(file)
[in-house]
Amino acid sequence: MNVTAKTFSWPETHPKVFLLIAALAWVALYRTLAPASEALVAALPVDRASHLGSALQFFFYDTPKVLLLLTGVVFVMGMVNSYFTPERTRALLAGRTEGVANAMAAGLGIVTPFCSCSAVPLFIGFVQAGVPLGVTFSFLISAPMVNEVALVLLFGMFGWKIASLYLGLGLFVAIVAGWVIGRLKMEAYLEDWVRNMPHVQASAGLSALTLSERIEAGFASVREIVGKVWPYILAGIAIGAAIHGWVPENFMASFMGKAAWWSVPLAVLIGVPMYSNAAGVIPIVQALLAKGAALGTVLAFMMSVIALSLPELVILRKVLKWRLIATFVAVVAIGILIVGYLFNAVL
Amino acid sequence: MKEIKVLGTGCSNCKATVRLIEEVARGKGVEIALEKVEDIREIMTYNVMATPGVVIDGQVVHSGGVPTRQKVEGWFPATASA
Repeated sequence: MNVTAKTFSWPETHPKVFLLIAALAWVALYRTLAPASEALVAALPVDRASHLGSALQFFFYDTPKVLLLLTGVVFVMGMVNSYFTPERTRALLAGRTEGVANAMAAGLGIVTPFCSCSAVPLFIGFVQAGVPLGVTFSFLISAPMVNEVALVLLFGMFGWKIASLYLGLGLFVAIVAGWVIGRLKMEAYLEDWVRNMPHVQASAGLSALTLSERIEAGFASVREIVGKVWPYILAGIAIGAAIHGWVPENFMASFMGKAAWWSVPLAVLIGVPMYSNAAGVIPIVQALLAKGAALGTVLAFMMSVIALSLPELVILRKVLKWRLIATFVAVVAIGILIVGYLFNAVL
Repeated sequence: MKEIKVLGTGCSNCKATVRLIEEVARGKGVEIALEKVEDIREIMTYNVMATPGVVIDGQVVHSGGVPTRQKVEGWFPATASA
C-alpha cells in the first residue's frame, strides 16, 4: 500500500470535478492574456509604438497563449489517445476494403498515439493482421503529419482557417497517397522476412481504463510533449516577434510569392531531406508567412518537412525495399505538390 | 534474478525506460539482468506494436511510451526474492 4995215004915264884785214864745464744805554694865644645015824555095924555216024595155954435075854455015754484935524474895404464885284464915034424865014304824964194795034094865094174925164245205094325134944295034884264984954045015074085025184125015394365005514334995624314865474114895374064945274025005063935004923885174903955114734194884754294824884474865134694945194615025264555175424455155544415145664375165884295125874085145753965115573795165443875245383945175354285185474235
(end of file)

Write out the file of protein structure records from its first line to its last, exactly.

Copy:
[in-house]
Amino acid sequence: MNVTAKTFSWPETHPKVFLLIAALAWVALYRTLAPASEALVAALPVDRASHLGSALQFFFYDTPKVLLLLTGVVFVMGMVNSYFTPERTRALLAGRTEGVANAMAAGLGIVTPFCSCSAVPLFIGFVQAGVPLGVTFSFLISAPMVNEVALVLLFGMFGWKIASLYLGLGLFVAIVAGWVIGRLKMEAYLEDWVRNMPHVQASAGLSALTLSERIEAGFASVREIVGKVWPYILAGIAIGAAIHGWVPENFMASFMGKAAWWSVPLAVLIGVPMYSNAAGVIPIVQALLAKGAALGTVLAFMMSVIALSLPELVILRKVLKWRLIATFVAVVAIGILIVGYLFNAVL
Amino acid sequence: MKEIKVLGTGCSNCKATVRLIEEVARGKGVEIALEKVEDIREIMTYNVMATPGVVIDGQVVHSGGVPTRQKVEGWFPATASA
Repeated sequence: MNVTAKTFSWPETHPKVFLLIAALAWVALYRTLAPASEALVAALPVDRASHLGSALQFFFYDTPKVLLLLTGVVFVMGMVNSYFTPERTRALLAGRTEGVANAMAAGLGIVTPFCSCSAVPLFIGFVQAGVPLGVTFSFLISAPMVNEVALVLLFGMFGWKIASLYLGLGLFVAIVAGWVIGRLKMEAYLEDWVRNMPHVQASAGLSALTLSERIEAGFASVREIVGKVWPYILAGIAIGAAIHGWVPENFMASFMGKAAWWSVPLAVLIGVPMYSNAAGVIPIVQALLAKGAALGTVLAFMMSVIALSLPELVILRKVLKWRLIATFVAVVAIGILIVGYLFNAVL
Repeated sequence: MKEIKVLGTGCSNCKATVRLIEEVARGKGVEIALEKVEDIREIMTYNVMATPGVVIDGQVVHSGGVPTRQKVEGWFPATASA
C-alpha cells in the first residue's frame, strides 16, 4: 500500500470535478492574456509604438497563449489517445476494403498515439493482421503529419482557417497517397522476412481504463510533449516577434510569392531531406508567412518537412525495399505538390 | 534474478525506460539482468506494436511510451526474492 4995215004915264884785214864745464744805554694865644645015824555095924555216024595155954435075854455015754484935524474895404464885284464915034424865014304824964194795034094865094174925164245205094325134944295034884264984954045015074085025184125015394365005514334995624314865474114895374064945274025005063935004923885174903955114734194884754294824884474865134694945194615025264555175424455155544415145664375165884295125874085145753965115573795165443875245383945175354285185474235